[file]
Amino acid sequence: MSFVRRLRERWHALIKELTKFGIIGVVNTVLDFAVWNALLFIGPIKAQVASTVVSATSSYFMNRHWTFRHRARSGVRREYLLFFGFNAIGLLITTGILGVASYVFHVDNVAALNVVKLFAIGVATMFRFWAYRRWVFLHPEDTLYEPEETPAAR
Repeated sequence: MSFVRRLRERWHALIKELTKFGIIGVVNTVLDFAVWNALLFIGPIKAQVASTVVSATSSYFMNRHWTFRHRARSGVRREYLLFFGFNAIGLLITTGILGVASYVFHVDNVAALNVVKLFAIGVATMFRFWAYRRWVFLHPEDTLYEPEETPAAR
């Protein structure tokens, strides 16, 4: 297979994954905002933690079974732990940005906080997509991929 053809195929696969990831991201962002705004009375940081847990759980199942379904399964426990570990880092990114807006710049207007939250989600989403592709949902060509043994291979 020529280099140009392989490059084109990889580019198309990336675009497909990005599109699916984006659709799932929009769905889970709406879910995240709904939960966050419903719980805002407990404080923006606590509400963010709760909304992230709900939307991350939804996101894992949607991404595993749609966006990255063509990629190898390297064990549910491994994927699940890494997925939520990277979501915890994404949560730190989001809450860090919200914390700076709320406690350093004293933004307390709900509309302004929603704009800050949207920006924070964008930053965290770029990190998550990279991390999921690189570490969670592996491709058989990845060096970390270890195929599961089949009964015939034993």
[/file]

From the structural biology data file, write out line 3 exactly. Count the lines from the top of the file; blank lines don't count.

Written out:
């Protein structure tokens, strides 16, 4: 297979994954905002933690079974732990940005906080997509991929 053809195929696969990831991201962002705004009375940081847990759980199942379904399964426990570990880092990114807006710049207007939250989600989403592709949902060509043994291979 020529280099140009392989490059084109990889580019198309990336675009497909990005599109699916984006659709799932929009769905889970709406879910995240709904939960966050419903719980805002407990404080923006606590509400963010709760909304992230709900939307991350939804996101894992949607991404595993749609966006990255063509990629190898390297064990549910491994994927699940890494997925939520990277979501915890994404949560730190989001809450860090919200914390700076709320406690350093004293933004307390709900509309302004929603704009800050949207920006924070964008930053965290770029990190998550990279991390999921690189570490969670592996491709058989990845060096970390270890195929599961089949009964015939034993």